The membership of a taskforce will always play a central role in determining the credibility of its recommendations. If a group is stacked with people of a particular bias, its findings will probably be of limited value. When, however, Diane Robertson of the Auckland City Mission and Major Campbell Roberts of the Salvation Army were appointed members of the Housing Shareholders Advisory Group, it could safely be assumed that the whole range of options for improving social housing would be canvassed.
Duly, the group has delivered a report rooted in practicality.
Its starting point is that while New Zealand enjoys a comparatively strong position on social housing in terms of international benchmarks, the strains of a growing shortage of affordable housing are becoming apparent.
The current state-housing model will not, the group says, meet future demand. It suggests Housing NZ should focus on the "high-needs" sector while moving to become an "orchestrator" of third-party participation over the next five years.
The latter policy would diversify the funding of social housing by increasing community sector involvement, thereby taking the pressure off the Government.
The means by which the requirements of the most needy would be met has attracted most attention. Commendably, the advisory group looks critically at what has become the "house for life" expectation of many Housing NZ tenants. A state house has come to be regarded as a right, not a privilege. Some 22,000 tenants, or a third of the Housing NZ portfolio, have been in the same state house for at least a decade. In that time, many would have had children leave home or other changes in their circumstances. This means the Housing NZ stock is under-used. Many of these tenants could quite easily move to private housing, freeing up their houses for those in greater need. The advisory group notes the Government has asked Housing NZ to explore options to "facilitate and incentivise" just this.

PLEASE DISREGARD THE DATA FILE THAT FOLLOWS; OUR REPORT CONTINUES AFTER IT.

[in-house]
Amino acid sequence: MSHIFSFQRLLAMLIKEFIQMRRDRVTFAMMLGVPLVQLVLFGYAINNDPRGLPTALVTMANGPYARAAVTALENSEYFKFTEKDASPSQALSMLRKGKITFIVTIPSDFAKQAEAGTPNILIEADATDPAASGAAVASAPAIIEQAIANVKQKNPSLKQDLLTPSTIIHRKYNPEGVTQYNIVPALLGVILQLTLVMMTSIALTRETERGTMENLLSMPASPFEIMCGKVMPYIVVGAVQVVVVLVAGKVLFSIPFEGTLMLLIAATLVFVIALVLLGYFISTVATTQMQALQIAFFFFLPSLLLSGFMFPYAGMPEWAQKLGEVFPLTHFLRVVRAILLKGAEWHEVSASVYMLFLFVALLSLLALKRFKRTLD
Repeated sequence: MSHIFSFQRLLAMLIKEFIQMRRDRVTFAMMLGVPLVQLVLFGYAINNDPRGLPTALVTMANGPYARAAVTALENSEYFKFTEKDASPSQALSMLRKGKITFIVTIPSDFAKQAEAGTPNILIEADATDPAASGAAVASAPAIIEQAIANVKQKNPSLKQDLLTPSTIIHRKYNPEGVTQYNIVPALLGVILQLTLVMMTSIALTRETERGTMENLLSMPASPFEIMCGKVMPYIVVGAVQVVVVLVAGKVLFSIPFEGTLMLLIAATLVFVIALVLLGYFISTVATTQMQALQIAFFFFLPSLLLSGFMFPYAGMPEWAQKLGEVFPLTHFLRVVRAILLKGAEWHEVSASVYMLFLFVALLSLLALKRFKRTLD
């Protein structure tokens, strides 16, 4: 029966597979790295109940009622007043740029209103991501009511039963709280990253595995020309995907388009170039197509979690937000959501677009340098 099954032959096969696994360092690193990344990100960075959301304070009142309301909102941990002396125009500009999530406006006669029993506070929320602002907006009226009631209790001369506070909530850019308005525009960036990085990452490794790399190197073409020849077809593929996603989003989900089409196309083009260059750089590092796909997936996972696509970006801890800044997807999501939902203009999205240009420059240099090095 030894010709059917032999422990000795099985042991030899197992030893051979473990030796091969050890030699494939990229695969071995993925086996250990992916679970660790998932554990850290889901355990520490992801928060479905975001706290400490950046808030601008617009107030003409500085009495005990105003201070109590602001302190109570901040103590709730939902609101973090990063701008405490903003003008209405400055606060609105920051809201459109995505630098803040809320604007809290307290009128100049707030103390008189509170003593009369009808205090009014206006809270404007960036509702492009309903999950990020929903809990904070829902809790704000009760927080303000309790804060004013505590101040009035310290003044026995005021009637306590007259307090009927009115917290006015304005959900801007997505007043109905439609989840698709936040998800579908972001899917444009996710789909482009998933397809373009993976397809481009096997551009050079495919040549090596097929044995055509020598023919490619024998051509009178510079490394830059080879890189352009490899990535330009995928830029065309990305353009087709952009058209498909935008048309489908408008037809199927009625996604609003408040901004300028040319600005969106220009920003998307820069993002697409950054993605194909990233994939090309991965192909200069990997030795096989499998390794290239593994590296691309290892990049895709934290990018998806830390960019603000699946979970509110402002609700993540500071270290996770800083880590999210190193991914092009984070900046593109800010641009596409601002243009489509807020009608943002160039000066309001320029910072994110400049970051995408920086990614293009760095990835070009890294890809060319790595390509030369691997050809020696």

That much is welcome, although it is fair to ask why incentives should be necessary. When tenants take a state house, they should be in no doubt this is a temporary arrangement, and they should move on once their need no longer exists.
The report moves into more problematic territory when it dwells on the involvement of third-party suppliers of social housing. It notes that Housing NZ's one-stop shop is unusual internationally. The Netherlands, for example, has succeeded in ending state involvement in housing. It and Britain have capitalised on the legacy of 19th century philanthropists' housing associations and developed them into modern housing suppliers.
The problem is that no such tradition exists here. The question, therefore, is how such community housing will be delivered. Will it be by allotting some of the existing state-house stock to community groups, which would allow them to acquire funding to develop more social housing?
Or would it be through the Government funding community housing corporations, rather than just Housing NZ? The latter option would introduce funding contestability. But there would be cause for concern if transferring funding or assets meant involving community groups that had far less management expertise than Housing NZ.
Before going down that path, the Government should explore all the options for getting the most out of its state-house stock. At the moment, ineffective targeting is making it difficult to achieve sizeable inroads into the queue at Housing NZ's door. Addressing that shortcoming should take precedence over the more vexing issue of a new social-housing model.